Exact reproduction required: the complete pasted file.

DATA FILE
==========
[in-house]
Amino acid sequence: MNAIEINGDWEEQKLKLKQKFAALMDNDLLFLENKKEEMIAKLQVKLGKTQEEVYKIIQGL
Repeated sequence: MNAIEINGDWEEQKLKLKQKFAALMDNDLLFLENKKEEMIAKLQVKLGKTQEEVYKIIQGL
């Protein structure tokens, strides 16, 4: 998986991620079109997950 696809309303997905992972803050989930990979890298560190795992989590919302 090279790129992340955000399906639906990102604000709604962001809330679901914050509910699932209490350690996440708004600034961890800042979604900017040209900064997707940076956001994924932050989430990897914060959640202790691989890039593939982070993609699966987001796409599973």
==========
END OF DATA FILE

[in-house]
Amino acid sequence: MNAIEINGDWEEQKLKLKQKFAALMDNDLLFLENKKEEMIAKLQVKLGKTQEEVYKIIQGL
Repeated sequence: MNAIEINGDWEEQKLKLKQKFAALMDNDLLFLENKKEEMIAKLQVKLGKTQEEVYKIIQGL
């Protein structure tokens, strides 16, 4: 998986991620079109997950 696809309303997905992972803050989930990979890298560190795992989590919302 090279790129992340955000399906639906990102604000709604962001809330679901914050509910699932209490350690996440708004600034961890800042979604900017040209900064997707940076956001994924932050989430990897914060959640202790691989890039593939982070993609699966987001796409599973």